chaired this committee, which was comprised of school principals from the National Education
Association and members of the ALA's school library section (McCarthy, 2006). Notably
included is the recommendation that the collection should include not only reference material,
but recreational reading, duplicate copies of popular titles, books for teachers, and multi-media
materials such as film, pictures, stereographs, and audio recordings (ALA, 1925).
The elementary standards, known together with the secondary standards as the Certain
Reports after their chairman, took note of the evolving progressive philosophy in education and
identified the school library program's role in that process, saying, "significant changes in
methods of teaching require that the school library supplement the single textbook course of
instruction and provide for the enrichment of the school curriculum" (ALA, 1925, p.1;
McCarthy, 2006, p. 280). The strategy of moving away from the textbook as the sole source of
information and the rise of the school library are inextricably linked (Cecil & Heaps, 1940;
Davies, 1969; Roscello, 2004; Callison & Preddy, 2006). In 1915, Johnson (as cited in Davies,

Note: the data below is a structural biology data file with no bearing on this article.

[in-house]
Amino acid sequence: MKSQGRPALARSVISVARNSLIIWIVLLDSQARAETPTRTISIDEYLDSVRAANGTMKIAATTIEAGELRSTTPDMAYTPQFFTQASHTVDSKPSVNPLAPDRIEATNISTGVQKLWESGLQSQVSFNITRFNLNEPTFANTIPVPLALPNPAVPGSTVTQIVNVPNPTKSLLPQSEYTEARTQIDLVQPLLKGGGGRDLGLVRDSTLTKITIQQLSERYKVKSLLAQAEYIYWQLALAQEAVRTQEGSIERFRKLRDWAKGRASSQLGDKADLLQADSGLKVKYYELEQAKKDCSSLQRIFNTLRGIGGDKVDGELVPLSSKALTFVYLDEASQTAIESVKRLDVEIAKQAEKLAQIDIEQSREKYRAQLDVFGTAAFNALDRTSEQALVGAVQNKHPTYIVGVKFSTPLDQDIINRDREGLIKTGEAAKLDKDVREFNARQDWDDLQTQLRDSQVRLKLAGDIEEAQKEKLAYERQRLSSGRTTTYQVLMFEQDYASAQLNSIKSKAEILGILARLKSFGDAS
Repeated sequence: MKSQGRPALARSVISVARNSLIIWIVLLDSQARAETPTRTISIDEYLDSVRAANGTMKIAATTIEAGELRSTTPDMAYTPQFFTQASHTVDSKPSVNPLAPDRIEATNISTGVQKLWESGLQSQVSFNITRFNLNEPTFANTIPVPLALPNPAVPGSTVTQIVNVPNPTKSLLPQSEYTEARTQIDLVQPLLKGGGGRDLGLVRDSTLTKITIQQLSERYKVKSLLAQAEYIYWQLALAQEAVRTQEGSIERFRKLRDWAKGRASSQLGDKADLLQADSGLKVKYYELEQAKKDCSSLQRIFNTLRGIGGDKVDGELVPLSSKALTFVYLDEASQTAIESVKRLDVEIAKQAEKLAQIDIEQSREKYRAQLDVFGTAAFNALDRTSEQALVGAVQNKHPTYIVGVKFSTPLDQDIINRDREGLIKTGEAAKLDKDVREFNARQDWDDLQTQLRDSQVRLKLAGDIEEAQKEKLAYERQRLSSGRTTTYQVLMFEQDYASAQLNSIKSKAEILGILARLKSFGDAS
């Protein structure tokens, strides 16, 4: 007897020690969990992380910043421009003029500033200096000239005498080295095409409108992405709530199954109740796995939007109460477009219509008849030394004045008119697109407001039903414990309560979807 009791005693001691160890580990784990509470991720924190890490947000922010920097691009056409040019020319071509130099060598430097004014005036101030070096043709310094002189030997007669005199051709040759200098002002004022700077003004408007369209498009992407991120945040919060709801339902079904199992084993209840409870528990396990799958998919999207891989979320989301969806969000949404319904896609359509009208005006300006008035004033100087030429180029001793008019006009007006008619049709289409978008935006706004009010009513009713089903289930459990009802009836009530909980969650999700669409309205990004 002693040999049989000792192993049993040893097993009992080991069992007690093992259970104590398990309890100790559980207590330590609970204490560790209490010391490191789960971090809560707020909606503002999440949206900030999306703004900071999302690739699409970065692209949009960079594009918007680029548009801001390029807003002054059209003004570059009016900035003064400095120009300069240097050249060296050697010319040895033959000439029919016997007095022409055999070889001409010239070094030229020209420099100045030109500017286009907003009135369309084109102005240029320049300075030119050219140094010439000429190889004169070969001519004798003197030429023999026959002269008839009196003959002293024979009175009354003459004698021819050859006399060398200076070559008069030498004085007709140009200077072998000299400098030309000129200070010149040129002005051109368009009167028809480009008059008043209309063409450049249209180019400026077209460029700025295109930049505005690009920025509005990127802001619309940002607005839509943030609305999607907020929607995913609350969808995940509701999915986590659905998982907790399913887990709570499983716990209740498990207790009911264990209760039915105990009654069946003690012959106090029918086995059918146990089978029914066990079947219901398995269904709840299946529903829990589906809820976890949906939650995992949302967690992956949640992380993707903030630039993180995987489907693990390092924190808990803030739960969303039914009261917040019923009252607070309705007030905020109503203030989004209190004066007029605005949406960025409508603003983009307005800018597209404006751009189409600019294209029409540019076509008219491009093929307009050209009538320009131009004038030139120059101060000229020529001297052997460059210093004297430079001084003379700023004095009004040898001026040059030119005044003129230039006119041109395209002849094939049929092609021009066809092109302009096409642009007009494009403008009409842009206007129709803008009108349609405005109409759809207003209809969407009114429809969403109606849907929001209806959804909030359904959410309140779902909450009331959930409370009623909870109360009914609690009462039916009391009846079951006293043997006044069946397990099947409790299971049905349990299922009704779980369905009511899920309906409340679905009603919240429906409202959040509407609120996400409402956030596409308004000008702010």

1969) said, "a conviction has developed, especially during the last twenty years (1895-1915) that
the textbook should be supplemented by collateral reading"(p. 323). In the same year, Bostwick
said, "A library, used for teaching purposes in a school, is indeed a 'composite book.' It insures
contact with a composite instead of a single mind" (1915, p. 403).
The implications of an educational system in which no single source is considered the
final authority are clear. Says Bostwick, "This means a library at the very beginning, and at high
school age it means a large library" (p. 404). Two years after the elementary standards were
published, National Education Association president Morgan said in the preface to School
Library Yearbook-Number 1, "The School Library lies at the very root of the new pedagogy of
individual differences. It is the very heart of any program of socialized effort and individual
Achterman, Douglas L. Haves, Halves, and Have-Nots: School Libraries and Student Achievement in California. Denton, Texas. UNT Digital Library. http://digital.library.unt.edu/ark:/67531/metadc9800/. Accessed April 16, 2014.